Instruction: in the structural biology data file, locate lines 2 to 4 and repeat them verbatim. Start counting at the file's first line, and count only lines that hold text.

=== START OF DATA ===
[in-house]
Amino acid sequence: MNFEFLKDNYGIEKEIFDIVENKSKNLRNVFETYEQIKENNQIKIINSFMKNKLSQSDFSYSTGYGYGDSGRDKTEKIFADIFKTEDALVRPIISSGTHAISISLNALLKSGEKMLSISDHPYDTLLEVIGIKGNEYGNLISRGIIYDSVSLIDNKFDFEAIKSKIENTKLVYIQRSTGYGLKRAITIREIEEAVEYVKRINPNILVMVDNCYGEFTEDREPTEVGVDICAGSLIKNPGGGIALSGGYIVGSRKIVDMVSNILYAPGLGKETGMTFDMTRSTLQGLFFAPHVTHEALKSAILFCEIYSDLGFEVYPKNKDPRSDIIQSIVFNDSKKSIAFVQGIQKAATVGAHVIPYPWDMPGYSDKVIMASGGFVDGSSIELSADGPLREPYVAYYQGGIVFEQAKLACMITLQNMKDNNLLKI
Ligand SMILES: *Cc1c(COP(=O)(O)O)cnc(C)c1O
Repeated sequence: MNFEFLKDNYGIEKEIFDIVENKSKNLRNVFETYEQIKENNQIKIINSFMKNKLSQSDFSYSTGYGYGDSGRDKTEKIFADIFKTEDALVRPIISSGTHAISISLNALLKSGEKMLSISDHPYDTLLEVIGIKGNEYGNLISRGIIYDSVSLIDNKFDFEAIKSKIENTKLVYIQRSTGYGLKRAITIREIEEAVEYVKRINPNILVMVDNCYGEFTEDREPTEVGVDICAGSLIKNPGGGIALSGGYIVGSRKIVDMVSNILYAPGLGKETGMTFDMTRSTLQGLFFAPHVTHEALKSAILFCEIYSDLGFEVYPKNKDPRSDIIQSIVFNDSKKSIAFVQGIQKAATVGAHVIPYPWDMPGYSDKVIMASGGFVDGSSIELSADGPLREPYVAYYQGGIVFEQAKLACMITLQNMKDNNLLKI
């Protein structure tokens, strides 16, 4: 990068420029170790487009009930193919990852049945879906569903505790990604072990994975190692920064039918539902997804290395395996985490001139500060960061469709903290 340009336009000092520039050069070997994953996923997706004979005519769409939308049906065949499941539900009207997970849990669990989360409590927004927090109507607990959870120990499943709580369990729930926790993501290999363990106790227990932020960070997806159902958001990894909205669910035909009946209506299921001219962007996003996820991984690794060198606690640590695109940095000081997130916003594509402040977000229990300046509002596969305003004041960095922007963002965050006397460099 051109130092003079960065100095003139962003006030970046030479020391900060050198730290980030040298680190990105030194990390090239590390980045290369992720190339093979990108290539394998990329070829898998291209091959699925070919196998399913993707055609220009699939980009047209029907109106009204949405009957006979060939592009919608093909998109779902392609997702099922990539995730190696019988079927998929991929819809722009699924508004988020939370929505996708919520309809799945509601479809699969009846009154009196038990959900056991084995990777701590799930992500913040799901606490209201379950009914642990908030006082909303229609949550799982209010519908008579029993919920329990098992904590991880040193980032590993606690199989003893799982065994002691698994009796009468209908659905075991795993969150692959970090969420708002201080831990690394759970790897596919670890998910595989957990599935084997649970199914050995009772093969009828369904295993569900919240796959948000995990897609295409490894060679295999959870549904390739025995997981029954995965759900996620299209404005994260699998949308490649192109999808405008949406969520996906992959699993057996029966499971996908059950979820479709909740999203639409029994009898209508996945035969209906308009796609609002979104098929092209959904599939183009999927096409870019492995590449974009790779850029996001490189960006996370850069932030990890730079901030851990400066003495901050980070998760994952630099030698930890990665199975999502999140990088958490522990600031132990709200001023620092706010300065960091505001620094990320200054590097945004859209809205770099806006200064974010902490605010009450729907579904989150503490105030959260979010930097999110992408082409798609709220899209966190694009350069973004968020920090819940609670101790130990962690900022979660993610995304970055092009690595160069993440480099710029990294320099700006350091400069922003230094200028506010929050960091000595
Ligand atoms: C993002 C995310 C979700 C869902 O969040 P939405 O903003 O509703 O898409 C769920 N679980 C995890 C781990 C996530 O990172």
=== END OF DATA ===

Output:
Amino acid sequence: MNFEFLKDNYGIEKEIFDIVENKSKNLRNVFETYEQIKENNQIKIINSFMKNKLSQSDFSYSTGYGYGDSGRDKTEKIFADIFKTEDALVRPIISSGTHAISISLNALLKSGEKMLSISDHPYDTLLEVIGIKGNEYGNLISRGIIYDSVSLIDNKFDFEAIKSKIENTKLVYIQRSTGYGLKRAITIREIEEAVEYVKRINPNILVMVDNCYGEFTEDREPTEVGVDICAGSLIKNPGGGIALSGGYIVGSRKIVDMVSNILYAPGLGKETGMTFDMTRSTLQGLFFAPHVTHEALKSAILFCEIYSDLGFEVYPKNKDPRSDIIQSIVFNDSKKSIAFVQGIQKAATVGAHVIPYPWDMPGYSDKVIMASGGFVDGSSIELSADGPLREPYVAYYQGGIVFEQAKLACMITLQNMKDNNLLKI
Ligand SMILES: *Cc1c(COP(=O)(O)O)cnc(C)c1O
Repeated sequence: MNFEFLKDNYGIEKEIFDIVENKSKNLRNVFETYEQIKENNQIKIINSFMKNKLSQSDFSYSTGYGYGDSGRDKTEKIFADIFKTEDALVRPIISSGTHAISISLNALLKSGEKMLSISDHPYDTLLEVIGIKGNEYGNLISRGIIYDSVSLIDNKFDFEAIKSKIENTKLVYIQRSTGYGLKRAITIREIEEAVEYVKRINPNILVMVDNCYGEFTEDREPTEVGVDICAGSLIKNPGGGIALSGGYIVGSRKIVDMVSNILYAPGLGKETGMTFDMTRSTLQGLFFAPHVTHEALKSAILFCEIYSDLGFEVYPKNKDPRSDIIQSIVFNDSKKSIAFVQGIQKAATVGAHVIPYPWDMPGYSDKVIMASGGFVDGSSIELSADGPLREPYVAYYQGGIVFEQAKLACMITLQNMKDNNLLKI